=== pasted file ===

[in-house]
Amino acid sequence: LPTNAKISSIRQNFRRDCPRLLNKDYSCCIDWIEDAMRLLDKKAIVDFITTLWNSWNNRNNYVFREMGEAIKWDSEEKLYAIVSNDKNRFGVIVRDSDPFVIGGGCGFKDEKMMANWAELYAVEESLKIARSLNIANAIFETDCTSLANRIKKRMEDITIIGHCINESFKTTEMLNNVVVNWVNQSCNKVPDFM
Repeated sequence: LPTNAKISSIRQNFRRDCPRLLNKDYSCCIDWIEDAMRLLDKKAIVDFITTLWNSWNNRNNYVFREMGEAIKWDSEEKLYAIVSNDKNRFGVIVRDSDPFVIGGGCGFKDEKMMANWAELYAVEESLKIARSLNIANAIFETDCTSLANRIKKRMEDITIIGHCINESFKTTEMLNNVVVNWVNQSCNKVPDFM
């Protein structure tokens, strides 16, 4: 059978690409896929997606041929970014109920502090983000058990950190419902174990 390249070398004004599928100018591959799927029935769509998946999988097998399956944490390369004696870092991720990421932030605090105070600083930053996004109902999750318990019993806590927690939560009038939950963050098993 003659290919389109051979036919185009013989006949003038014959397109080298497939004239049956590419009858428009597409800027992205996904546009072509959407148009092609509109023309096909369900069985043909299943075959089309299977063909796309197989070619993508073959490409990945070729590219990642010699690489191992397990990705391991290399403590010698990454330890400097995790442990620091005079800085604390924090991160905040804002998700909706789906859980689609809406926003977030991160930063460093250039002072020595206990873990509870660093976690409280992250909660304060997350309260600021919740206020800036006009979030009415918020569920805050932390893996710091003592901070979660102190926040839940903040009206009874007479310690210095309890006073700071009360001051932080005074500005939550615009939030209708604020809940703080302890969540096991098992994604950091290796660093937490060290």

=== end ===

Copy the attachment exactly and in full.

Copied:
[in-house]
Amino acid sequence: LPTNAKISSIRQNFRRDCPRLLNKDYSCCIDWIEDAMRLLDKKAIVDFITTLWNSWNNRNNYVFREMGEAIKWDSEEKLYAIVSNDKNRFGVIVRDSDPFVIGGGCGFKDEKMMANWAELYAVEESLKIARSLNIANAIFETDCTSLANRIKKRMEDITIIGHCINESFKTTEMLNNVVVNWVNQSCNKVPDFM
Repeated sequence: LPTNAKISSIRQNFRRDCPRLLNKDYSCCIDWIEDAMRLLDKKAIVDFITTLWNSWNNRNNYVFREMGEAIKWDSEEKLYAIVSNDKNRFGVIVRDSDPFVIGGGCGFKDEKMMANWAELYAVEESLKIARSLNIANAIFETDCTSLANRIKKRMEDITIIGHCINESFKTTEMLNNVVVNWVNQSCNKVPDFM
């Protein structure tokens, strides 16, 4: 059978690409896929997606041929970014109920502090983000058990950190419902174990 390249070398004004599928100018591959799927029935769509998946999988097998399956944490390369004696870092991720990421932030605090105070600083930053996004109902999750318990019993806590927690939560009038939950963050098993 003659290919389109051979036919185009013989006949003038014959397109080298497939004239049956590419009858428009597409800027992205996904546009072509959407148009092609509109023309096909369900069985043909299943075959089309299977063909796309197989070619993508073959490409990945070729590219990642010699690489191992397990990705391991290399403590010698990454330890400097995790442990620091005079800085604390924090991160905040804002998700909706789906859980689609809406926003977030991160930063460093250039002072020595206990873990509870660093976690409280992250909660304060997350309260600021919740206020800036006009979030009415918020569920805050932390893996710091003592901070979660102190926040839940903040009206009874007479310690210095309890006073700071009360001051932080005074500005939550615009939030209708604020809940703080302890969540096991098992994604950091290796660093937490060290």